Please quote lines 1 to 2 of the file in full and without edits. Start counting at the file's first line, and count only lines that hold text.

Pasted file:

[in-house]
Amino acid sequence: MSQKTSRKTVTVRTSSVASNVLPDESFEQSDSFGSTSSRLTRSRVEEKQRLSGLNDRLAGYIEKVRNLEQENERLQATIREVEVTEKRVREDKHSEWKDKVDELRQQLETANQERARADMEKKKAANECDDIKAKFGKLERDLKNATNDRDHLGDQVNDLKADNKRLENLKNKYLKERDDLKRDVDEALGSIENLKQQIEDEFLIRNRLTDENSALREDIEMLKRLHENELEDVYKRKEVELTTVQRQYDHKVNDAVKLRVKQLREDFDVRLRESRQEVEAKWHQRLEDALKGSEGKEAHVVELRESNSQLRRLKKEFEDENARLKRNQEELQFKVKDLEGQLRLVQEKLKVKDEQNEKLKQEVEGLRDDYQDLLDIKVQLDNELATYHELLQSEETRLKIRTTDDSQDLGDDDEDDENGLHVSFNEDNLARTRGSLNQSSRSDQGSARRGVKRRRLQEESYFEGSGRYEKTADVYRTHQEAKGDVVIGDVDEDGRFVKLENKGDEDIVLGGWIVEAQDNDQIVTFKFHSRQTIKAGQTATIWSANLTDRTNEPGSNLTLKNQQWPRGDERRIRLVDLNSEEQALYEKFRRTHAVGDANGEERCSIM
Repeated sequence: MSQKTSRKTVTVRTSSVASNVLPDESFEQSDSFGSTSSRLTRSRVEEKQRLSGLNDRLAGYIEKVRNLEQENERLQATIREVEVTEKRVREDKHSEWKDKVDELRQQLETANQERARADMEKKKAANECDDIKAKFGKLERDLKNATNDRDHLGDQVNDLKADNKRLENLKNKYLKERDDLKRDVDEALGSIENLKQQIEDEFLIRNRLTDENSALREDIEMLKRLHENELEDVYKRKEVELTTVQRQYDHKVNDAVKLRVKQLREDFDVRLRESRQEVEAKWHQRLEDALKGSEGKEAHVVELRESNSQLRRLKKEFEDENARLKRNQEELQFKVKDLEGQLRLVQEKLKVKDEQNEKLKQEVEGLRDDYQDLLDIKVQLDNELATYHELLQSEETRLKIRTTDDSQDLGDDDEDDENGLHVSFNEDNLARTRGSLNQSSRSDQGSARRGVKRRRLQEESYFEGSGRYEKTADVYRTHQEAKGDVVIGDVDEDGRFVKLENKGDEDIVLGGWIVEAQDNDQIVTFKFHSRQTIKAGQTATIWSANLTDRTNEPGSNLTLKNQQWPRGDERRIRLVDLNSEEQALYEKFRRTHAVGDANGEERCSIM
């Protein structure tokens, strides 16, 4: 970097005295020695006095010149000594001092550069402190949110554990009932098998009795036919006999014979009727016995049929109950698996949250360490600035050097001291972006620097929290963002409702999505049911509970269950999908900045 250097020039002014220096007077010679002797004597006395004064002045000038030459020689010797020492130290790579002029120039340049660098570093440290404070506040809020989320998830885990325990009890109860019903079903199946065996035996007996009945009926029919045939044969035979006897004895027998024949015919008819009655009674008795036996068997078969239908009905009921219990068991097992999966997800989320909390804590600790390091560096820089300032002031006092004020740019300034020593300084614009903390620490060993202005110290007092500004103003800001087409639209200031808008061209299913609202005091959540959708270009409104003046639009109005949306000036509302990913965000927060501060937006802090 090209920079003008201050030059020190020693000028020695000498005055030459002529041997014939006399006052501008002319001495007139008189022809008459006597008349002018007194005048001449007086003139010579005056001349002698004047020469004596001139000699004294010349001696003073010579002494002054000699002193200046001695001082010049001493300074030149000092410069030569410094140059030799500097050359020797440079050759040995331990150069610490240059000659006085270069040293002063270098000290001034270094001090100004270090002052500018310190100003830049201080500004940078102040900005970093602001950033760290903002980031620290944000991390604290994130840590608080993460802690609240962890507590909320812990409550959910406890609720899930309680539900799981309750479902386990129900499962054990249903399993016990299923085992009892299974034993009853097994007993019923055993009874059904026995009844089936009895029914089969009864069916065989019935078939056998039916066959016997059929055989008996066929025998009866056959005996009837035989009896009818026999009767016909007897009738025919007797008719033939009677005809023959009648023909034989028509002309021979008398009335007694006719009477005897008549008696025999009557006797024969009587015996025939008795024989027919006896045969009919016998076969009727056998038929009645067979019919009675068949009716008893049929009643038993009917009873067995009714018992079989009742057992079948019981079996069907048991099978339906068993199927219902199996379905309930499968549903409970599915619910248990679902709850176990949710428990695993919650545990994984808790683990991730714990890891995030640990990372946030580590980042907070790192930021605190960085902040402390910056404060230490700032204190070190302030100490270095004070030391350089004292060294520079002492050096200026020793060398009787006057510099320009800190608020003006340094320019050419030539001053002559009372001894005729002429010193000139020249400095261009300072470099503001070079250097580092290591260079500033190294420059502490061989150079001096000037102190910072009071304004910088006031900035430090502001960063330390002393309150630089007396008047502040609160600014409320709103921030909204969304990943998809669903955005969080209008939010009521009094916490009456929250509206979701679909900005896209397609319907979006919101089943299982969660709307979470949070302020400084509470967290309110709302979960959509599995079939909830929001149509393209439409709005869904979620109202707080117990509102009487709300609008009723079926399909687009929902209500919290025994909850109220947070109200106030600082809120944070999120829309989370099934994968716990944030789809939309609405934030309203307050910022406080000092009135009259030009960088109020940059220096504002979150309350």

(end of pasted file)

[in-house]
Amino acid sequence: MSQKTSRKTVTVRTSSVASNVLPDESFEQSDSFGSTSSRLTRSRVEEKQRLSGLNDRLAGYIEKVRNLEQENERLQATIREVEVTEKRVREDKHSEWKDKVDELRQQLETANQERARADMEKKKAANECDDIKAKFGKLERDLKNATNDRDHLGDQVNDLKADNKRLENLKNKYLKERDDLKRDVDEALGSIENLKQQIEDEFLIRNRLTDENSALREDIEMLKRLHENELEDVYKRKEVELTTVQRQYDHKVNDAVKLRVKQLREDFDVRLRESRQEVEAKWHQRLEDALKGSEGKEAHVVELRESNSQLRRLKKEFEDENARLKRNQEELQFKVKDLEGQLRLVQEKLKVKDEQNEKLKQEVEGLRDDYQDLLDIKVQLDNELATYHELLQSEETRLKIRTTDDSQDLGDDDEDDENGLHVSFNEDNLARTRGSLNQSSRSDQGSARRGVKRRRLQEESYFEGSGRYEKTADVYRTHQEAKGDVVIGDVDEDGRFVKLENKGDEDIVLGGWIVEAQDNDQIVTFKFHSRQTIKAGQTATIWSANLTDRTNEPGSNLTLKNQQWPRGDERRIRLVDLNSEEQALYEKFRRTHAVGDANGEERCSIM